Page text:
CRA Leaks Famous Donors’ Information

By Adrienne Woodyard, Davis LLP

According to a story today from the CBC, it received a comprehensive list of names of Canadian taxpayers who donated artwork to galleries and museums and claimed charitable tax credits for those donations. The list, according to the Canada Revenue Agency, discloses the amounts of the credits that were claimed and the amounts that were granted, along with each donor’s address. It is not clear which taxation year(s) were involved or whether donors’ social insurance numbers were included in the list.
The Toronto Star is reporting that the CBC has said “the information delivered to it in digital format was a mistaken response to a request for other information under the Access to Information Act.”
This suggests that the disclosure wasn’t deliberate, but we may never know exactly what happened, because CRA is bound to keep all taxpayer information confidential and may be prohibited from disclosing further details publicly, even after it completes its internal investigation. Generally speaking, the CRA policy prohibits its employees from using email to transmit confidential information to taxpayers. But if the information was sent via email and intended to be circulated internally and ended up at CBC due to a keying error, that policy, however well-intentioned, wouldn’t have prevented the problem. They may need more security protocols in place to ensure that external emails cannot be sent so easily.
If this was in fact a keying error, the CRA should be grateful that the information didn’t end up in the hands of a less responsible third party than the CBC…though from a damage-control perspective, you could hardly do worse than to send this kind of information accidentally to a major media outlet. But the scope of the breach could easily have been worse. More serious, in my view, is the incident earlier this year in which the CRA website was shut down due to the Heartbleed bug, which, according to reports, allowed a hacker to access the social insurance numbers of 900 taxpayers. It’s a sobering reminder of how vulnerable Canadian taxpayers are, given the vast amounts of confidential data the CRA is responsible for gathering, administering and, ultimately, protecting.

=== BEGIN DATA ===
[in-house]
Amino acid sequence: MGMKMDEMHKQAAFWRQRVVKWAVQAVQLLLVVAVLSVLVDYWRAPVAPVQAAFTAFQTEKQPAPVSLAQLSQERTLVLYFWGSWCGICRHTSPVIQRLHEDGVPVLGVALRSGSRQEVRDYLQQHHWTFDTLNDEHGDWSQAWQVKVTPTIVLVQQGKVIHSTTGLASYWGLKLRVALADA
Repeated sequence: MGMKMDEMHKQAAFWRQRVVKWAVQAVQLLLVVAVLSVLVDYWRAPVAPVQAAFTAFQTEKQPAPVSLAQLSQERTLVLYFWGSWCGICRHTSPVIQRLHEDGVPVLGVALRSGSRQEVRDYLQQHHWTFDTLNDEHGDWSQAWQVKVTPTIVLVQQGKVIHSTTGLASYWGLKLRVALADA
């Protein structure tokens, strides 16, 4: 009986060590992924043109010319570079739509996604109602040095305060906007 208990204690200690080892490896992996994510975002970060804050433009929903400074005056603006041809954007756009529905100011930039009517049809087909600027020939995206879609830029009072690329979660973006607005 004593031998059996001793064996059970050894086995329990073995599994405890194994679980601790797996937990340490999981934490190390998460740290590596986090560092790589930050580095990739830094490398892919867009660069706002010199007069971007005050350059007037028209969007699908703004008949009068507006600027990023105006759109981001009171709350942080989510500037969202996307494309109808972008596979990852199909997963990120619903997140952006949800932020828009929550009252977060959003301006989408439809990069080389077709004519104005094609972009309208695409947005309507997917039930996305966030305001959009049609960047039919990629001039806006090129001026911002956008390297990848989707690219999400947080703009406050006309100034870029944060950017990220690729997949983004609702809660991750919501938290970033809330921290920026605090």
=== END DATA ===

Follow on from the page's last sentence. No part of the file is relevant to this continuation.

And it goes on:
So what, if anything, could these donors do about the leaks?
The donors may not find their options to be very satisfying. Anything the CRA may do for them at this point is tantamount to closing the barn door after the horse has escaped. The CRA should be updating them directly on the steps they are taking to secure their information – and to reassure them that the same document has not also been distributed to others. It may be possible for these donors to bring a civil action in negligence against the CRA, although damages could be difficult to prove. But in terms of formal channels, the CRA’s gathering and retention of information is governed by the federal Privacy Act. That means the donors could file a complaint with the Access to Information and Privacy Directorate, or the Office of the Privacy Commissioner of Canada. They can also file a Service Complaint with the CRA and with the Office of the Taxpayers’ Ombudsman. Depending on what actually happened, the RCMP may even become involved, since it is an offence under the Income Tax Act to “knowingly” provide taxpayer information to a third party. Unfortunately, the ultimate moral of the story for these donors may be “no good deed goes unpunished.”

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